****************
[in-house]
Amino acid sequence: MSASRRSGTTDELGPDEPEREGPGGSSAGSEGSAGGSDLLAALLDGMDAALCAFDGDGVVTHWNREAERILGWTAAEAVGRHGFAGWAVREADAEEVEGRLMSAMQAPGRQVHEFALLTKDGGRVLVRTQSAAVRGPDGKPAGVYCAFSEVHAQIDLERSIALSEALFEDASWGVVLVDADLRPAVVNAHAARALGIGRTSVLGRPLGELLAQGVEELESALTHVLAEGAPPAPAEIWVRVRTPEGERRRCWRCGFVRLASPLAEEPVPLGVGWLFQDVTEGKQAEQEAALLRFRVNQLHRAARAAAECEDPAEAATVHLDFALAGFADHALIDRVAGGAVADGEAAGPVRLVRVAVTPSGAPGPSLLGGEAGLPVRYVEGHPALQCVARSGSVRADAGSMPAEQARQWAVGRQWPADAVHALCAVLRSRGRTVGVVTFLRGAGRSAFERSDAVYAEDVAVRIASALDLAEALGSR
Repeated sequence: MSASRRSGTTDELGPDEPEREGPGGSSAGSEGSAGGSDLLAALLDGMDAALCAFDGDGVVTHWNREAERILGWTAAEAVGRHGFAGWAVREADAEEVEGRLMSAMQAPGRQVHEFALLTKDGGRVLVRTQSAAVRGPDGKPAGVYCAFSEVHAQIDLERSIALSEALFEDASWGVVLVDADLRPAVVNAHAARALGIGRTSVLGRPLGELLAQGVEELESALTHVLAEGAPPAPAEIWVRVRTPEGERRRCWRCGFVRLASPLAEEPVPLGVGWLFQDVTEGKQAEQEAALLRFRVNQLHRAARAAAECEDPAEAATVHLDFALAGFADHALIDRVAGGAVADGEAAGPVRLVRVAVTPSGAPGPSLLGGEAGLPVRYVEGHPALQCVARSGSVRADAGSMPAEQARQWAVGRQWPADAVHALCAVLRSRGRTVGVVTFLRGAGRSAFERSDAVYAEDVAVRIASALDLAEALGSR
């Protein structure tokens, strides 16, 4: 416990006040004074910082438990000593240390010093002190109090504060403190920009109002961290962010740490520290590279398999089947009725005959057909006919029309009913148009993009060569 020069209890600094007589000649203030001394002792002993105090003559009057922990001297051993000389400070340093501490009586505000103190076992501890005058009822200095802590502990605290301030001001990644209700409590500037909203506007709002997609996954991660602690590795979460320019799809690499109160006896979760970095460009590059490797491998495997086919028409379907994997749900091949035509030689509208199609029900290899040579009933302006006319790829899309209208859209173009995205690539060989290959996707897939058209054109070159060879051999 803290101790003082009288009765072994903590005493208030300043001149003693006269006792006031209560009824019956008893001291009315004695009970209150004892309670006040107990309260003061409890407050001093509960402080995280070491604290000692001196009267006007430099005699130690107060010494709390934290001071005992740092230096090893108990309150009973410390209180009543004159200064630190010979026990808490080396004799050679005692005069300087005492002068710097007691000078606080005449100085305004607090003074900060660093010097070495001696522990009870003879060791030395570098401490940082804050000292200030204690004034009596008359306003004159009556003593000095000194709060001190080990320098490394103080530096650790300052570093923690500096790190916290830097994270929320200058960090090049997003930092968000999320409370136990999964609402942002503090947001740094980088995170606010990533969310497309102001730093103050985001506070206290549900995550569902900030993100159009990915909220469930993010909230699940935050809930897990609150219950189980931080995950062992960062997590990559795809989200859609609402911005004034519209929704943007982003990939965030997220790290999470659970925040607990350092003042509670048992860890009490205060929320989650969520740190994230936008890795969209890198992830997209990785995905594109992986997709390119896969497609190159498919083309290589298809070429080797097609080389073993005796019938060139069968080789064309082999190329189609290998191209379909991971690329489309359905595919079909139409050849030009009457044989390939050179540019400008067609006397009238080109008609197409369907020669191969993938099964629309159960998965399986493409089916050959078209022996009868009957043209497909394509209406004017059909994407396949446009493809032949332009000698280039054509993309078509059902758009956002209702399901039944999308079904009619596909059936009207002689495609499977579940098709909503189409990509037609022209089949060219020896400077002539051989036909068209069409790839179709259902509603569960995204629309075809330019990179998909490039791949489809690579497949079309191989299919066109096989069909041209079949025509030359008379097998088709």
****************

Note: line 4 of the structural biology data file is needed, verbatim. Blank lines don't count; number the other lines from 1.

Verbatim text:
């Protein structure tokens, strides 16, 4: 416990006040004074910082438990000593240390010093002190109090504060403190920009109002961290962010740490520290590279398999089947009725005959057909006919029309009913148009993009060569 020069209890600094007589000649203030001394002792002993105090003559009057922990001297051993000389400070340093501490009586505000103190076992501890005058009822200095802590502990605290301030001001990644209700409590500037909203506007709002997609996954991660602690590795979460320019799809690499109160006896979760970095460009590059490797491998495997086919028409379907994997749900091949035509030689509208199609029900290899040579009933302006006319790829899309209208859209173009995205690539060989290959996707897939058209054109070159060879051999 803290101790003082009288009765072994903590005493208030300043001149003693006269006792006031209560009824019956008893001291009315004695009970209150004892309670006040107990309260003061409890407050001093509960402080995280070491604290000692001196009267006007430099005699130690107060010494709390934290001071005992740092230096090893108990309150009973410390209180009543004159200064630190010979026990808490080396004799050679005692005069300087005492002068710097007691000078606080005449100085305004607090003074900060660093010097070495001696522990009870003879060791030395570098401490940082804050000292200030204690004034009596008359306003004159009556003593000095000194709060001190080990320098490394103080530096650790300052570093923690500096790190916290830097994270929320200058960090090049997003930092968000999320409370136990999964609402942002503090947001740094980088995170606010990533969310497309102001730093103050985001506070206290549900995550569902900030993100159009990915909220469930993010909230699940935050809930897990609150219950189980931080995950062992960062997590990559795809989200859609609402911005004034519209929704943007982003990939965030997220790290999470659970925040607990350092003042509670048992860890009490205060929320989650969520740190994230936008890795969209890198992830997209990785995905594109992986997709390119896969497609190159498919083309290589298809070429080797097609080389073993005796019938060139069968080789064309082999190329189609290998191209379909991971690329489309359905595919079909139409050849030009009457044989390939050179540019400008067609006397009238080109008609197409369907020669191969993938099964629309159960998965399986493409089916050959078209022996009868009957043209497909394509209406004017059909994407396949446009493809032949332009000698280039054509993309078509059902758009956002209702399901039944999308079904009619596909059936009207002689495609499977579940098709909503189409990509037609022209089949060219020896400077002539051989036909068209069409790839179709259902509603569960995204629309075809330019990179998909490039791949489809690579497949079309191989299919066109096989069909041209079949025509030359008379097998088709």